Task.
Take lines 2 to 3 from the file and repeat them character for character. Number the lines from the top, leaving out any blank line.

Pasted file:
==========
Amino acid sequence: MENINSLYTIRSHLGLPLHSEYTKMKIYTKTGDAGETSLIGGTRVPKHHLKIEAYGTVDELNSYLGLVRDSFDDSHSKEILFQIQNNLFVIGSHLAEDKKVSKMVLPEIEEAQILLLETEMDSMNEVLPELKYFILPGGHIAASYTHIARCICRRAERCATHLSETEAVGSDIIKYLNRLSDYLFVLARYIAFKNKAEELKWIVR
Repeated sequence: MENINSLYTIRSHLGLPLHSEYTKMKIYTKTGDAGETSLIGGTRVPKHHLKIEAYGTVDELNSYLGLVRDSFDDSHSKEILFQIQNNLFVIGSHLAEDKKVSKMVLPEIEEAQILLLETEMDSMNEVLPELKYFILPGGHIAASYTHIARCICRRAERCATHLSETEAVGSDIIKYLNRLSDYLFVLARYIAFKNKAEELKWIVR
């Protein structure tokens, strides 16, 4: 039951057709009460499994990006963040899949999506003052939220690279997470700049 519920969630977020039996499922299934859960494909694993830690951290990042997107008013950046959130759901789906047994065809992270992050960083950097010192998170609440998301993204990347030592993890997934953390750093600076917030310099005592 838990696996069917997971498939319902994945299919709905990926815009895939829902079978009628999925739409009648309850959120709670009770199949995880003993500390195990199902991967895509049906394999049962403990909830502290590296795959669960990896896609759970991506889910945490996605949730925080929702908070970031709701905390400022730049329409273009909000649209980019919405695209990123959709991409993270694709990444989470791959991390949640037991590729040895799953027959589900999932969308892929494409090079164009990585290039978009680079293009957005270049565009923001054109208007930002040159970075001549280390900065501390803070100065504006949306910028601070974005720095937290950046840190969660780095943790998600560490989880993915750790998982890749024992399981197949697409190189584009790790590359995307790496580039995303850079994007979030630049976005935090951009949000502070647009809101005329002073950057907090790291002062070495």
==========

Repeated sequence: MENINSLYTIRSHLGLPLHSEYTKMKIYTKTGDAGETSLIGGTRVPKHHLKIEAYGTVDELNSYLGLVRDSFDDSHSKEILFQIQNNLFVIGSHLAEDKKVSKMVLPEIEEAQILLLETEMDSMNEVLPELKYFILPGGHIAASYTHIARCICRRAERCATHLSETEAVGSDIIKYLNRLSDYLFVLARYIAFKNKAEELKWIVR
């Protein structure tokens, strides 16, 4: 039951057709009460499994990006963040899949999506003052939220690279997470700049 519920969630977020039996499922299934859960494909694993830690951290990042997107008013950046959130759901789906047994065809992270992050960083950097010192998170609440998301993204990347030592993890997934953390750093600076917030310099005592 838990696996069917997971498939319902994945299919709905990926815009895939829902079978009628999925739409009648309850959120709670009770199949995880003993500390195990199902991967895509049906394999049962403990909830502290590296795959669960990896896609759970991506889910945490996605949730925080929702908070970031709701905390400022730049329409273009909000649209980019919405695209990123959709991409993270694709990444989470791959991390949640037991590729040895799953027959589900999932969308892929494409090079164009990585290039978009680079293009957005270049565009923001054109208007930002040159970075001549280390900065501390803070100065504006949306910028601070974005720095937290950046840190969660780095943790998600560490989880993915750790998982890749024992399981197949697409190189584009790790590359995307790496580039995303850079994007979030630049976005935090951009949000502070647009809101005329002073950057907090790291002062070495």